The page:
Cuban migrant boat remains where it ran aground in January

El Arca landed in Beach Bay in January. The boat is still there nine months later, with some concerned about what happens when it finally breaks up on the rocks. - Photo: Charles Duncan

Twenty-five people from Cuba landed at Beach Bay on Jan. 31 aboard El Arca. The migrants were traveling to Honduras when their boat ran into trouble and landed on the beach in Bodden Town. Those men and women have all since been taken back to Cuba, but their boat remains grounded on the rocks and sand in Beach Bay.

The 24-foot wood-plank boat has been deteriorating since it ran aground almost nine months ago. Phil Robinson, the caretaker at Beach Bay, said he has been watching the boat slowly fall apart as it rocks against the shore.

“With all the weather recently, it’s just disintegrating,” he said.

Thursday morning the boat sat on the rocks, shuddering as each wave hit the boat. A large Mercedes engine, possibly from a tractor, still sits in the bottom of the boat and is now covered in rust. Some of the wooden planks making up the hull have broken.

Plastic bottles, small personal items and other detritus has spread out down the beach, lying amongst the rocks and washed up corals.

Mr. Robinson said his main concern is the engine could dump its oil when the boat falls apart.

Mark Orr, with the Department of Environment, said his officers checked the boat and did not find any hazardous materials that needed to be removed. “They were gone when we checked it,” he wrote in an email to the Cayman Compass.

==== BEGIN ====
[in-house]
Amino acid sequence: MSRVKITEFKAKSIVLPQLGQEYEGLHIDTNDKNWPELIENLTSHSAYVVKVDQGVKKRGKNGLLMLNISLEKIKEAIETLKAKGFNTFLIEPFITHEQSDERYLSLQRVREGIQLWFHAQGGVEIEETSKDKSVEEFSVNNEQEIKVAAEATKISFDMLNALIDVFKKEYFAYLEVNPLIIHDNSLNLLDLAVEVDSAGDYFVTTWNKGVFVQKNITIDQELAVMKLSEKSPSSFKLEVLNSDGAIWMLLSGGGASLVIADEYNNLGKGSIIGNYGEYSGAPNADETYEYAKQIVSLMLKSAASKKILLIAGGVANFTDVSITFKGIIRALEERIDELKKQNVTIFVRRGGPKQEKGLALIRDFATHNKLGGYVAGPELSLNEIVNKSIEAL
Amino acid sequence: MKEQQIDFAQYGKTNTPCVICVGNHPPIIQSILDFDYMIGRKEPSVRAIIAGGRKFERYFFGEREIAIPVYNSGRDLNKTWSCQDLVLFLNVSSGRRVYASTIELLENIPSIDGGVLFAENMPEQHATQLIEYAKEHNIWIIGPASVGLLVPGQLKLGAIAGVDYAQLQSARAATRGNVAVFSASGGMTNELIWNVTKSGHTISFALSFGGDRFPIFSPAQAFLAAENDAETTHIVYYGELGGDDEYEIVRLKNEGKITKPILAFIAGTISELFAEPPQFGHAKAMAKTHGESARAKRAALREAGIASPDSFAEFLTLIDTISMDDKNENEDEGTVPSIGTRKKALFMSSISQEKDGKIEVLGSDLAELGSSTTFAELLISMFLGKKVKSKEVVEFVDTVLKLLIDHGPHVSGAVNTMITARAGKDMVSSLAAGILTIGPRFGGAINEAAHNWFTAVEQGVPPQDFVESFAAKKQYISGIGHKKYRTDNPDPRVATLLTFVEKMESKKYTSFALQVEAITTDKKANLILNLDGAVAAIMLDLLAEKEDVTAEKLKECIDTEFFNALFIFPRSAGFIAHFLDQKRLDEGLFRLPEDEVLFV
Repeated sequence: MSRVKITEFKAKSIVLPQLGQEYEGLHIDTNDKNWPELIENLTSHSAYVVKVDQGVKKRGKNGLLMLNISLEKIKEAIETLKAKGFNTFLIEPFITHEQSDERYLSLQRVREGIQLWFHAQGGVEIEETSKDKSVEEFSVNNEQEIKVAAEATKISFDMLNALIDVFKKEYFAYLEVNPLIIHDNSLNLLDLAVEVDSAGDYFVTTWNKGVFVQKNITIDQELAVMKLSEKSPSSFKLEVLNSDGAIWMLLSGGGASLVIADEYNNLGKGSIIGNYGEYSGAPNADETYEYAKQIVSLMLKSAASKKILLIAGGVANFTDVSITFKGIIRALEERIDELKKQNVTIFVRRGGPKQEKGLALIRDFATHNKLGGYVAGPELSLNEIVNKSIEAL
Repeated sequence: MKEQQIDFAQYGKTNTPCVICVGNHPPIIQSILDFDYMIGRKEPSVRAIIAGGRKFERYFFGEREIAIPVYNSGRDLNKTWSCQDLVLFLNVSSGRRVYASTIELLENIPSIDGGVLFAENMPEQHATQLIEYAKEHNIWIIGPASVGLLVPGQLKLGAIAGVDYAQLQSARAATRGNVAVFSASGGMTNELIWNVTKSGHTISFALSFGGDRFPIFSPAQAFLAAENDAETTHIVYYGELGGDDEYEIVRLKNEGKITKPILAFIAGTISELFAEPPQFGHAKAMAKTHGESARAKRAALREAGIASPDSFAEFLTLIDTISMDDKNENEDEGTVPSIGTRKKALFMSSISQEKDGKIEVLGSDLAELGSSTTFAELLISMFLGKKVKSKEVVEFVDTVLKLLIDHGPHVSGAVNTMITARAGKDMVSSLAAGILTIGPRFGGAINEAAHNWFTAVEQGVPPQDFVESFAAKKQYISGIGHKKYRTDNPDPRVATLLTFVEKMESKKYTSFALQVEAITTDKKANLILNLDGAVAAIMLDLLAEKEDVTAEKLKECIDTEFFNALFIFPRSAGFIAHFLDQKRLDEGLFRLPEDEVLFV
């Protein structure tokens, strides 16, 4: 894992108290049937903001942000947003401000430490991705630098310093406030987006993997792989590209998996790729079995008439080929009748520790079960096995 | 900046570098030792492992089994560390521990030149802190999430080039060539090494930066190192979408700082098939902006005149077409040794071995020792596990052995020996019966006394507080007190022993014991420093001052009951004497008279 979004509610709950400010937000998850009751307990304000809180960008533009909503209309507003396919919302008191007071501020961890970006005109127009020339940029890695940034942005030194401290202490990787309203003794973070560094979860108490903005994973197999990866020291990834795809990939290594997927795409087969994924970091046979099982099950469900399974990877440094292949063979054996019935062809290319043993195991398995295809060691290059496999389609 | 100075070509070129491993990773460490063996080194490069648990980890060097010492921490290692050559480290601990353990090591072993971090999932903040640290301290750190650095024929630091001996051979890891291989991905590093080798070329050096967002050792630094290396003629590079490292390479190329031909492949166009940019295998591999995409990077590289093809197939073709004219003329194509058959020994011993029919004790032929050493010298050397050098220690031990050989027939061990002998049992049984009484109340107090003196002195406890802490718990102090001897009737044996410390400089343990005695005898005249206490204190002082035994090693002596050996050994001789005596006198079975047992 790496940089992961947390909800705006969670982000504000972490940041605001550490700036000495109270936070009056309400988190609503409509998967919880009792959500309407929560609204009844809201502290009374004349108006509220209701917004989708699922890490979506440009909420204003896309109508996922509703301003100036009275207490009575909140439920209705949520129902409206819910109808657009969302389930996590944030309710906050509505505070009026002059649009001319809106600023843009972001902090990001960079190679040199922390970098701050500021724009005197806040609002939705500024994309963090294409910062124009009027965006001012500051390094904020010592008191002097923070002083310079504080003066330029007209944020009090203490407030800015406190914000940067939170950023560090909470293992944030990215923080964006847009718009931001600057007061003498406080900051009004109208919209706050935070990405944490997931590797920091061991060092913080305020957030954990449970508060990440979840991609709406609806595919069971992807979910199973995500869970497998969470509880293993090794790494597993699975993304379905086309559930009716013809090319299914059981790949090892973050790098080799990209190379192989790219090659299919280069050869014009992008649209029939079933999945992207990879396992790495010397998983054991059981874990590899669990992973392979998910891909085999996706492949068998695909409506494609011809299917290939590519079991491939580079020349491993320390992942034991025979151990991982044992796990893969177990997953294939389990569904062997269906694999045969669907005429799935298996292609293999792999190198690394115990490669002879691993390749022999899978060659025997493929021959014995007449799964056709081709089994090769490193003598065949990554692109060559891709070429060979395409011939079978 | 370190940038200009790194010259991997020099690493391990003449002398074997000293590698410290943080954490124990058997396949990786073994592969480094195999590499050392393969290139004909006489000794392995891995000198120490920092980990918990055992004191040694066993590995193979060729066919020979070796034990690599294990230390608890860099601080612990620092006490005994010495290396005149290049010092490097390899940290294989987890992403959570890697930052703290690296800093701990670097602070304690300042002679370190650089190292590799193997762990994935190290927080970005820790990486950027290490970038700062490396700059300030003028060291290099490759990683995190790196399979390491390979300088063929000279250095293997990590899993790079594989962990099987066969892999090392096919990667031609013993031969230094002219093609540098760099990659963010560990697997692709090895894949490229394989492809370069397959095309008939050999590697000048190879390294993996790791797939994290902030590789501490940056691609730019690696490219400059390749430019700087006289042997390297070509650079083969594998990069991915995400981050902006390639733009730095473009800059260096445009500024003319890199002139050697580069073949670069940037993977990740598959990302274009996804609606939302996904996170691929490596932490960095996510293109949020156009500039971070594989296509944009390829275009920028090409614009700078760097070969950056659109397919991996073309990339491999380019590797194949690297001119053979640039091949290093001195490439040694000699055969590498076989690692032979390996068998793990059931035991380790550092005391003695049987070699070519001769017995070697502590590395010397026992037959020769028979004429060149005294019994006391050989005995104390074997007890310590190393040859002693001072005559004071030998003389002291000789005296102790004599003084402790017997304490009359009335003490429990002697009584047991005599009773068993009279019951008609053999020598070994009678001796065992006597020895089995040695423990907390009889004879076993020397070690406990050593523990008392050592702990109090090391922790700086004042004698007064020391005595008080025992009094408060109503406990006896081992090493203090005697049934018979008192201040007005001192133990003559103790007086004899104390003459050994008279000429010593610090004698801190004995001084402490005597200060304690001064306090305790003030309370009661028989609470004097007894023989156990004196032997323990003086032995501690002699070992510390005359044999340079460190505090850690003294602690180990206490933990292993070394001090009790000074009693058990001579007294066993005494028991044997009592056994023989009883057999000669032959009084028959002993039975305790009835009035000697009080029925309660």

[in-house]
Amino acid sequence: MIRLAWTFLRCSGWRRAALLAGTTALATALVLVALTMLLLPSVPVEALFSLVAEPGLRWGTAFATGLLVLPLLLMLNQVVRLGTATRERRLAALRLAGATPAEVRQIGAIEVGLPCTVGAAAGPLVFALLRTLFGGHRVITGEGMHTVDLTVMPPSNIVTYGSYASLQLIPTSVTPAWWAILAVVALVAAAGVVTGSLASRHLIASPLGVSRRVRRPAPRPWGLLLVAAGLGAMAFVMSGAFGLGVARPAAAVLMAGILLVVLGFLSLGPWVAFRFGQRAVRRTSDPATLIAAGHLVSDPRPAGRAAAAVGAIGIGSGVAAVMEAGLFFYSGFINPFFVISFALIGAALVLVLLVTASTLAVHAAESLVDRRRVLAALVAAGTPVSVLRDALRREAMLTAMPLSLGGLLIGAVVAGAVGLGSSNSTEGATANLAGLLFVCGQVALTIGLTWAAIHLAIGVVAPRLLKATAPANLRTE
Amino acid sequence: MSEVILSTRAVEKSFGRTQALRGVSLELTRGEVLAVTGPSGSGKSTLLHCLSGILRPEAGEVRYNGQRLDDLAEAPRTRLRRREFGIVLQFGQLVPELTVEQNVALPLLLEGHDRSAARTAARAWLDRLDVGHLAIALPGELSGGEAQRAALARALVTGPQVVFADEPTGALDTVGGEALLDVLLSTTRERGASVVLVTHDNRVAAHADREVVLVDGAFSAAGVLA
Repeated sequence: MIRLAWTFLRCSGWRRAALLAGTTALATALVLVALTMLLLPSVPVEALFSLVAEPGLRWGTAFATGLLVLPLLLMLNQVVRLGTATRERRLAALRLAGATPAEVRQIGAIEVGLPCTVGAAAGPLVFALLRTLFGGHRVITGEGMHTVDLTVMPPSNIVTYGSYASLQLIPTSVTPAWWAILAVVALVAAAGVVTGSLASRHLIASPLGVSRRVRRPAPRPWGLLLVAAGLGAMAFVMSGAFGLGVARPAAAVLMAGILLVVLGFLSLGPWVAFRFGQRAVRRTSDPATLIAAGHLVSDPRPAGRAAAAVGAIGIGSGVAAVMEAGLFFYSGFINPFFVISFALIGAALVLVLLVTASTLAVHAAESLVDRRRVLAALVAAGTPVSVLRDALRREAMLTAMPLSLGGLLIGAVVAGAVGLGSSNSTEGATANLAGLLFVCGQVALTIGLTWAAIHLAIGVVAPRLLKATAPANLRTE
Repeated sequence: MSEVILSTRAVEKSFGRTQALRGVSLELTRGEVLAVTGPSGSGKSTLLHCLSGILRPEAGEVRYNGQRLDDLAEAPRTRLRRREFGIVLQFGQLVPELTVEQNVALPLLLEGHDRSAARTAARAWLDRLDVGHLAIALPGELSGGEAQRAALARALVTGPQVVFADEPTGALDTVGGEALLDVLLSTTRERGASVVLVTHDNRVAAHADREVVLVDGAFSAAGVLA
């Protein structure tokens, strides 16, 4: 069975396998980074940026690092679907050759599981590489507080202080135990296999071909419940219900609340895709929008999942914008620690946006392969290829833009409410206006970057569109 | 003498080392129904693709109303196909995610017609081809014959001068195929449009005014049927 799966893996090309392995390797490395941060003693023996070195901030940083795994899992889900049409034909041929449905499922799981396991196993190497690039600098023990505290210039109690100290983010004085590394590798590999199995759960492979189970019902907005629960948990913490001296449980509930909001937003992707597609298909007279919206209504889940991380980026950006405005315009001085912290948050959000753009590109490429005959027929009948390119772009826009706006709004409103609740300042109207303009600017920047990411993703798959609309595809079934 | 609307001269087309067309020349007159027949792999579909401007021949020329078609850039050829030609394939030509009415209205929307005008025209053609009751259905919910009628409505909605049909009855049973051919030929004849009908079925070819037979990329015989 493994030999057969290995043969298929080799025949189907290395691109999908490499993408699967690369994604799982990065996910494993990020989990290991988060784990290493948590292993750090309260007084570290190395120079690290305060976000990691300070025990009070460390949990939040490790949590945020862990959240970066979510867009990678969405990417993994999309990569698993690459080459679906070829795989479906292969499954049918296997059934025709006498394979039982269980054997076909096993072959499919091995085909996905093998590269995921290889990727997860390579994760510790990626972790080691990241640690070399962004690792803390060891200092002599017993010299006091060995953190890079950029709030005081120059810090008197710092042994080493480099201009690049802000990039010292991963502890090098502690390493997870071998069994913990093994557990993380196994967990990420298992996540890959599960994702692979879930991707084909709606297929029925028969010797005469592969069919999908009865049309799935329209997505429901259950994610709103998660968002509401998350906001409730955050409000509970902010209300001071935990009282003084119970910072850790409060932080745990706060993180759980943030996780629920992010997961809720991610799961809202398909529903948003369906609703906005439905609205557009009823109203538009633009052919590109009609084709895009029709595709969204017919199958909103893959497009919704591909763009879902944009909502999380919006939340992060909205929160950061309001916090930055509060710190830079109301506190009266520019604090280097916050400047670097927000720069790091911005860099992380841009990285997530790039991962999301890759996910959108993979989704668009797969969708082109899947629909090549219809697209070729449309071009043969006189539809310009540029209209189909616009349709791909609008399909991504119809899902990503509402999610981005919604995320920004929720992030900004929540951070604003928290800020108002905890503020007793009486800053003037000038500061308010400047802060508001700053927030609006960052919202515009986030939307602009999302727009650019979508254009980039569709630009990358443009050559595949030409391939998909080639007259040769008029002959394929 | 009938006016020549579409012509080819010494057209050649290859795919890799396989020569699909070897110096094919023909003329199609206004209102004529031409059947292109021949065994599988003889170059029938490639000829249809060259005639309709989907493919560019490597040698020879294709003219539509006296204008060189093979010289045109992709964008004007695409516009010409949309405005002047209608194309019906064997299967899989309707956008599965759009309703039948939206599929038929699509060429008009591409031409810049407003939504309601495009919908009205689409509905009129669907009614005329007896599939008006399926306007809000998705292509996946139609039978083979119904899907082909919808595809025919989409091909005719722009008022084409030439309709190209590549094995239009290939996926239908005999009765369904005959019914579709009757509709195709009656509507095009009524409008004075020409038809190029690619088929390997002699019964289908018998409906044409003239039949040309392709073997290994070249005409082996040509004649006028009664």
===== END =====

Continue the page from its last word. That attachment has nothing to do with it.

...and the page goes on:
Mr. Orr said the Immigration Department is responsible for the boat because it is the property of the Cubans who arrived in January. In fact, the Immigration Department removed the boat in South Sound just weeks after it landed near the Red Bay dock, but not before it broke in half on the beach.

Acting Chief Immigration Officer Bruce Smith, responding to questions by email, said his department is responsible for removing the boat but would contract with another agency to do the actual salvage. He did not respond to follow-up questions about why the boat has not yet been removed or what the plans are to get the craft off the beach.

El Arca and its passengers came ashore during a wave of Cuban migration that strained Cayman’s resources. The Immigration Detention Centre could not house them all, so community centers in Bodden Town and East End served as overflow housing for more than 100 men and women at a time.

A wave of migrants left Cuba, worried that warming relations between the U.S. and their country could put an end to the “wet-foot, dry-foot” policy that gives Cubans a relatively easy path to a green card and U.S. citizenship.

During an interview in February, Mr. Robinson said he had hoped to pull the boat up on the beach so people could see the work that went into the Cubans’ voyage. Even at that time, he was warning that the boat could break apart and affect the environment along the beach.


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